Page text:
3 replies on “For-Profit Hearing: Legislation Might Include All Colleges & Greed is Good”

More financial aid needs to be provided for potential and current students. The Obama administration served many students well by taking loans back under the federal government. I know students who received private loans (as high as 9%) for college, which can not be easily consolidated. I think for some colleges it is “business as usual”, and “buyer beware”.

A friend of mine graduated from one for-profit “university” with no contact from instructors, except the grading e-mails.

On another note. It is also interesting to me after talking to three people from three for-profit colleges I was amazed to learn that everyone is a “professor”—no tenure, no scholarship, no faculty governance, nothing. How can those who do not produce knowledge have much to impart except what is “canned”?

Thanks Russ for this excellent review and update on the proceedings.

The quality and reputation of public institutions varies widely, and one can expect the same from the for-profits, all for-profits cannot be judged by looking at only one.

The issues being discussed throughout this for-profit review, such as low retention and graduation rates, are issues that plague higher education as a whole right now. I do not disagree that they are valid discussions, but they are discussions for all types of higher education. This was demonstrated in a recent article in the Washington Monthly listing the top public colleges with the worst graduation rate, http://www.washingtonmonthly.com/college_guide/rankings_2010/dropout_factories.php. It doesn’t matter if we are public or for-profit, community college or university, we should be joining together to determine why a large segment of our students needs are not met and how we can improve our educational system to better meet the needs of all students.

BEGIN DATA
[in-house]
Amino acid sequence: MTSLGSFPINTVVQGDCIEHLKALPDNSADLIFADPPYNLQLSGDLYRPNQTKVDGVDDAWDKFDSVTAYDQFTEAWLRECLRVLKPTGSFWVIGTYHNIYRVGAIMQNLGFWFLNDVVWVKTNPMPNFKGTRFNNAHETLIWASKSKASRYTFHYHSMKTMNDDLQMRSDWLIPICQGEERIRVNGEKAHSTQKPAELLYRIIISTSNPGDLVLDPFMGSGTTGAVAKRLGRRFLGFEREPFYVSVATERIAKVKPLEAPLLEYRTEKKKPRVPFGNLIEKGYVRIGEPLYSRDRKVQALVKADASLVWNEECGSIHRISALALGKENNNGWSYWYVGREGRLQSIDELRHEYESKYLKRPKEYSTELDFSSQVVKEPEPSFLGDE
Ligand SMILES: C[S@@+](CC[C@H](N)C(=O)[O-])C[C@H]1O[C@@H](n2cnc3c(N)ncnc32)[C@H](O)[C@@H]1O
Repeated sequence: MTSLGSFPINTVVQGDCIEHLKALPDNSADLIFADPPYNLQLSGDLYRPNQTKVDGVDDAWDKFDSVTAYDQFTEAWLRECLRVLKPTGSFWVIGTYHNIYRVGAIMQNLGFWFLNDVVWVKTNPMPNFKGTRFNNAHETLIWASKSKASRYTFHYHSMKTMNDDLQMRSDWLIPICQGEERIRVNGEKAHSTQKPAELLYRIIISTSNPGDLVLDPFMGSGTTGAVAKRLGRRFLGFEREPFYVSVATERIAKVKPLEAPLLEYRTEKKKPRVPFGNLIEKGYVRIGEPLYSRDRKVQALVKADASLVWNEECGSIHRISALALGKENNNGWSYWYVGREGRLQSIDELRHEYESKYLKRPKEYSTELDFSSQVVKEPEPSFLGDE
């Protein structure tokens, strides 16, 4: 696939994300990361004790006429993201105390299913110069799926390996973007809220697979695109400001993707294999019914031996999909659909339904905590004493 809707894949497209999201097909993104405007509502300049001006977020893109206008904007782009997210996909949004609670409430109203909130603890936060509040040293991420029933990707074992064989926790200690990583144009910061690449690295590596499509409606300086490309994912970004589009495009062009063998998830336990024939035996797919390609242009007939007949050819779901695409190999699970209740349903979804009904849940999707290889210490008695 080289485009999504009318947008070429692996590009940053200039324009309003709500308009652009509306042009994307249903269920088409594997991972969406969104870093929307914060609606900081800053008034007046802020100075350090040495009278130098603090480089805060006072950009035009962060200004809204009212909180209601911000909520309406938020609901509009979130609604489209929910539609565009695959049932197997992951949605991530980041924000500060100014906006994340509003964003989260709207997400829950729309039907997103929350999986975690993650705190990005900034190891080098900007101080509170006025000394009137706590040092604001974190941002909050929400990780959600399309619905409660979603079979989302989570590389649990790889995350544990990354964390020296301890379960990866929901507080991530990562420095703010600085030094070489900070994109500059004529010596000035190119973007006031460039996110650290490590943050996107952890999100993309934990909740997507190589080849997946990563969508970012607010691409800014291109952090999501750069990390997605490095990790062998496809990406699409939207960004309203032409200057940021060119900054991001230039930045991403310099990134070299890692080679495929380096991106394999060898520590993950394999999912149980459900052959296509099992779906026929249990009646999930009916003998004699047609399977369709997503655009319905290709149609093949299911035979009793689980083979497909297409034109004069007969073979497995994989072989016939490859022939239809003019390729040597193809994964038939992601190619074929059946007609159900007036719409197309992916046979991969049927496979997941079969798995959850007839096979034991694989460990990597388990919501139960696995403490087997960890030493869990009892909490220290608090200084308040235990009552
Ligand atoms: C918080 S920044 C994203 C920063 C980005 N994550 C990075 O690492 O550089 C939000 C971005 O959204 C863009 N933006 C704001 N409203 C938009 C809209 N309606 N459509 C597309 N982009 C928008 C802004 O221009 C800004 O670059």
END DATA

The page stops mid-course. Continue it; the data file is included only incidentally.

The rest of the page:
I am proud to say I worked hard to receive my advanced degrees from a for-profit and had wonderful, knowledgeable instructors. In addition, after spending years working in traditional public education as both faculty and administrator, I am proud to be an adjunct instructor for a for-profit institution that provides more resources and support to its students and faculty than I’ve ever seen before.

Tenure doesn’t produce knowledge. Knowledge is gained through a combination of education and experience in a field. Most of these faculty don’t only have the graduate degrees, but years of real-life experience in their field of study and the ability to apply the theory and textbook reading to their field and the student’s future.

You can say and believe what you will about the faculty at for-profits, but this senate work is not about the faculty. It is about about the administrative side of the house looking for money everywhere without any ethical thought. They have instructed staff to walk the line between true and false in recruiting, financial aid and advising, and they draw the line with a very fine-tipped pen. The recruitment techniques are near harassment in style, and they prey upon those who really don’t “know.”

The for-profits- brick and mortar and online- are problems, in my mind, because they sell a product: education. It is just too difficult for me to wrap my head around the many conflicts of interest between education and business, student and customer, retention and profit margin.